Legal Separation May Be an Option
When a marriage seems to have failed, many couples assume that divorce is not only inevitable, but the only available solution. For a large majority of couples in that situation, divorce may, in fact, be in their long-term best interest. In some cases, however, one spouse may instead wish to file for a legal separation.
Legal separation differs from divorce in that a separation does not legally end the marriage. Following a divorce, both parties are free to legally marry someone else and arrangements are made regarding custody, support, and visitation of children and to divide property. Legally separated spouses are still married to each other and may not seek to marry others. Custody, support, and visitation of children, and spousal maintenance arrangements must be established and property division may be negotiated but is not required.
An individual can file for a legal separation as long as both spouses are not currently living in the same house, and only if the filing spouse did not cause the separation. Divorce, on the other hand, requires grounds, either no-fault, requiring at least a six-month separation and agreement by both spouses, or one of many fault grounds set forth by Illinois law.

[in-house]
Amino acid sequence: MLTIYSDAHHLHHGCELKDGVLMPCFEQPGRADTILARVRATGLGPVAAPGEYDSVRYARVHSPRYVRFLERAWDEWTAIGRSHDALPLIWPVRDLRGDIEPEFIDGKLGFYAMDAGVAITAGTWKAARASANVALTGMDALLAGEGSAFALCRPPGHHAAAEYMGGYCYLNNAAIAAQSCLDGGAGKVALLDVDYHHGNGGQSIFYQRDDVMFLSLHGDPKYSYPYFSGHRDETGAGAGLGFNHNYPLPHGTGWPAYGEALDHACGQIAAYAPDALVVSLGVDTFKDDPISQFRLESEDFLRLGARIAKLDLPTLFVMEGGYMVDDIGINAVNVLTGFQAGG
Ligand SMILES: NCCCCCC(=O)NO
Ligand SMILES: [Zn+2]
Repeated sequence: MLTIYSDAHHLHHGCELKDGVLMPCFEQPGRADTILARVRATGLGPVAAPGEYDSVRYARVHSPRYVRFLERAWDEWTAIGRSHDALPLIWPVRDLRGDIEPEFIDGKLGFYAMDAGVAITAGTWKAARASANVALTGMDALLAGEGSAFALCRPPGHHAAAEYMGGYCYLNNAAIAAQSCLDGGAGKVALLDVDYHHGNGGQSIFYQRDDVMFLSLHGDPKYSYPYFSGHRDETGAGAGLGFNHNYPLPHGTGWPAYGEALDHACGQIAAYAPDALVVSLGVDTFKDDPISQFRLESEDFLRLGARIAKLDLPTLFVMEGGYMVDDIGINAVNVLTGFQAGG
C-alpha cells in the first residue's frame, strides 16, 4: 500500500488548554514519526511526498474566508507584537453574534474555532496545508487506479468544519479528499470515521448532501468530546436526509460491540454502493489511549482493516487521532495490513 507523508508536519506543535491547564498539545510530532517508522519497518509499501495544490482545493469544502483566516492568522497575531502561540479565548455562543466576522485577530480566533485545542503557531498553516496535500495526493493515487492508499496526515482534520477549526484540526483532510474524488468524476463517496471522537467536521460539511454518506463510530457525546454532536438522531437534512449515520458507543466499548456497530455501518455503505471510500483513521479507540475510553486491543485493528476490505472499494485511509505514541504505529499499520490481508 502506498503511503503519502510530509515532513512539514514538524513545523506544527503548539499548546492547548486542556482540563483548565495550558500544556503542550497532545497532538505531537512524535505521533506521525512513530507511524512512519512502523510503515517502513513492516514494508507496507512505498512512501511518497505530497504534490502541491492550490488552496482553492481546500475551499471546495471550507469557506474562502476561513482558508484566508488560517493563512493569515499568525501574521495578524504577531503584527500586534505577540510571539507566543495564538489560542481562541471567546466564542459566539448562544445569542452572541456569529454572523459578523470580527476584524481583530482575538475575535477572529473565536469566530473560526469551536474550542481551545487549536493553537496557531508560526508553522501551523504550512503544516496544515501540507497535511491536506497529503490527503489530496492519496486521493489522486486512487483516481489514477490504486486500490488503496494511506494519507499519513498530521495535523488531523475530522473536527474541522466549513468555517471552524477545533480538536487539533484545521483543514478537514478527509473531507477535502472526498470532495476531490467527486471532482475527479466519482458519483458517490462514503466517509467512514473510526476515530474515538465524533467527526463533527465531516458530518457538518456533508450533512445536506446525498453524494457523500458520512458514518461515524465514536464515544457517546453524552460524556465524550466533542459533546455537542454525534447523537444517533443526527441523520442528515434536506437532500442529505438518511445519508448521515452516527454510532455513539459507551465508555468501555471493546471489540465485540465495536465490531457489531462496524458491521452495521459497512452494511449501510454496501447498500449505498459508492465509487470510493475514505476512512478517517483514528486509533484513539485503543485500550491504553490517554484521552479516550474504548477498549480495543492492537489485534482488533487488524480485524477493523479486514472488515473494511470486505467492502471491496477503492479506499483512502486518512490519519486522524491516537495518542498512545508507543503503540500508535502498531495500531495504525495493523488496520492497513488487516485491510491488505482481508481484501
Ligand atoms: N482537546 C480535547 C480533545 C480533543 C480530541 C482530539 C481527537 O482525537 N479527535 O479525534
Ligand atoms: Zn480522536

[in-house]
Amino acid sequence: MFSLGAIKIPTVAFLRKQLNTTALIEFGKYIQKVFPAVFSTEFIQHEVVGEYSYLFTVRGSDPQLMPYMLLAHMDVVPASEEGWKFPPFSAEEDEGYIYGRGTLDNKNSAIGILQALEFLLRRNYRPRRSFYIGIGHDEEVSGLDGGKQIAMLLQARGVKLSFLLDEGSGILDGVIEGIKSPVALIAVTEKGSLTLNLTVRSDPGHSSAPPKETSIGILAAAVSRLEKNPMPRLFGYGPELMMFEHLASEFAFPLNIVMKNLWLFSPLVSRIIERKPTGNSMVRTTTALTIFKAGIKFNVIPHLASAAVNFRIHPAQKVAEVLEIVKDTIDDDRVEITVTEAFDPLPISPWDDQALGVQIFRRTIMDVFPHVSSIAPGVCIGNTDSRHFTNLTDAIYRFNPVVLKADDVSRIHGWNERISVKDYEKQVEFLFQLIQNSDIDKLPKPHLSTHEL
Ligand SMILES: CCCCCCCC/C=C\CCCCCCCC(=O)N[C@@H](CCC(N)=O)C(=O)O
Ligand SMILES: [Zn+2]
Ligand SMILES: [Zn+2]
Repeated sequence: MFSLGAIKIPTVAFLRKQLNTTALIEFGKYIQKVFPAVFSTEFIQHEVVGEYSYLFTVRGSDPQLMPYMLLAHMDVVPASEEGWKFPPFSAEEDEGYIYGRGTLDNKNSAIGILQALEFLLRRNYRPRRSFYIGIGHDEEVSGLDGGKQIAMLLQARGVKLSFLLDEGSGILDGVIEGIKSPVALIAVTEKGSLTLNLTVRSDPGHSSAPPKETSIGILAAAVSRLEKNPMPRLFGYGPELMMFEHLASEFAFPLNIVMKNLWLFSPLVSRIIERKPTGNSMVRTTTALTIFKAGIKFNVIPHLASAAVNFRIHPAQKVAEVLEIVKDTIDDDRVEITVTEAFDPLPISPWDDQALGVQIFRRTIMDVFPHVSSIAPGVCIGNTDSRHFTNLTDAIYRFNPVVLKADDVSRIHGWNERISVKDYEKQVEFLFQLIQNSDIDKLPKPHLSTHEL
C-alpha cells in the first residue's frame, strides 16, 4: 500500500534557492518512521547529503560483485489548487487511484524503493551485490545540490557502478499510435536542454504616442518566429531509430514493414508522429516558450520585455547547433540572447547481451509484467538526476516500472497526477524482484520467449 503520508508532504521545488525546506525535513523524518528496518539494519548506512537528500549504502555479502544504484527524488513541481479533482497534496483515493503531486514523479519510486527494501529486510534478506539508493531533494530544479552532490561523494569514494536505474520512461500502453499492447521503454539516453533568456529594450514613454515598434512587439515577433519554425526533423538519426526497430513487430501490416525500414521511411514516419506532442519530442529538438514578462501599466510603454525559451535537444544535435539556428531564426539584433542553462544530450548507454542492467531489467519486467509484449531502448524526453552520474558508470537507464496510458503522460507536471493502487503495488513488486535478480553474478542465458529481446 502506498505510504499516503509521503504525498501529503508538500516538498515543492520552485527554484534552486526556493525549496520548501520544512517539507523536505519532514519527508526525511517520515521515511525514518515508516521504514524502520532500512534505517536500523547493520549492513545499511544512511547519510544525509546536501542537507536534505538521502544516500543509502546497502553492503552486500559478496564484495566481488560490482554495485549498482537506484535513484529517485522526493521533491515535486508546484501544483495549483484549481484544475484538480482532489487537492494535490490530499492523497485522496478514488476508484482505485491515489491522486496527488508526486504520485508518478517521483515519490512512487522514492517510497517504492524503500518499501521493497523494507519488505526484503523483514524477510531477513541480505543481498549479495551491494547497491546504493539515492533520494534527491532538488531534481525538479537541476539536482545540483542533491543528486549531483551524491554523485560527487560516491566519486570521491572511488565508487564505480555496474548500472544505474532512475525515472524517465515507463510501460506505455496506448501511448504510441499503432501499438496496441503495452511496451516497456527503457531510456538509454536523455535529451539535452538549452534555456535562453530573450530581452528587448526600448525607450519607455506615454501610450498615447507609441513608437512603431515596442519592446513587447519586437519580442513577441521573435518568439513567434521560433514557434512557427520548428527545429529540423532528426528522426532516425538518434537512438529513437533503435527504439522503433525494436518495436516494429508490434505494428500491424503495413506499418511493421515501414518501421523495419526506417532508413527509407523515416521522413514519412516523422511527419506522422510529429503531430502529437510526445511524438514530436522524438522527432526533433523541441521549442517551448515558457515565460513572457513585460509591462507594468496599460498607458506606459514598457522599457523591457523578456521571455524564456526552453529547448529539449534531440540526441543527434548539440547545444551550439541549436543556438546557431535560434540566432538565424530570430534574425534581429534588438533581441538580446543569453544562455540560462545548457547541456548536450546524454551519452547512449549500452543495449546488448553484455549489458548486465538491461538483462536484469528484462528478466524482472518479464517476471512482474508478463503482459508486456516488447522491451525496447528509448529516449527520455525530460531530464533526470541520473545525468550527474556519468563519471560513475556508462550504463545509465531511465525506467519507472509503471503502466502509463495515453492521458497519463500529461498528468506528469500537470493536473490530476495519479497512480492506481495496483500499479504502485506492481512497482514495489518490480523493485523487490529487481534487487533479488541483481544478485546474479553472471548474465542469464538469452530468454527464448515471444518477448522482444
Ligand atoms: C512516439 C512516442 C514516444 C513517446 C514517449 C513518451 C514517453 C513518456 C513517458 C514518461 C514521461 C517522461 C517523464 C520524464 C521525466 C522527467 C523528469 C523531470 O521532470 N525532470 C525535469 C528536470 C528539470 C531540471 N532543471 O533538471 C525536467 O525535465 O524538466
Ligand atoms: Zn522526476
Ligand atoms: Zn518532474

There are situations in which legal separation may help, even if the couple eventually does get divorced. If the spouses no longer share a home, it may be in the best interest of the couple’s children to quickly establish custody and support orders, even if neither spouse has the standing to file for divorce. If, as an example, a husband walks out and abandons the family, the law requires the wife to wait at least a year to file for divorce. She could, in the meantime, file for a legal separation so that child support and spousal maintenance orders can be arranged, allowing her to properly provide for her children.
Legal separation may also help simplify property division for spouses already living apart but not yet divorced. One spouse may get a significant raise or a second job, but does not feel the additional income should be included in the marital assets. Rather than illegally hiding the assets, the spouse may choose to pursue a legal separation, as property received after the legal separation is not subject to division, even in a future divorce.
There is no time limit or expiration date on a legal separation. It may last indefinitely, or may eventually be converted to a divorce. Any orders or agreements established in the separation typically remain in force under the terms of the divorce.
If you are in a situation that you think could be helped by a legal separation, contact an experienced DuPage County family law attorney. Every case is unique and requires individual attention. You can rely on us to help you understand your options under the law and make the best decision for you and your family.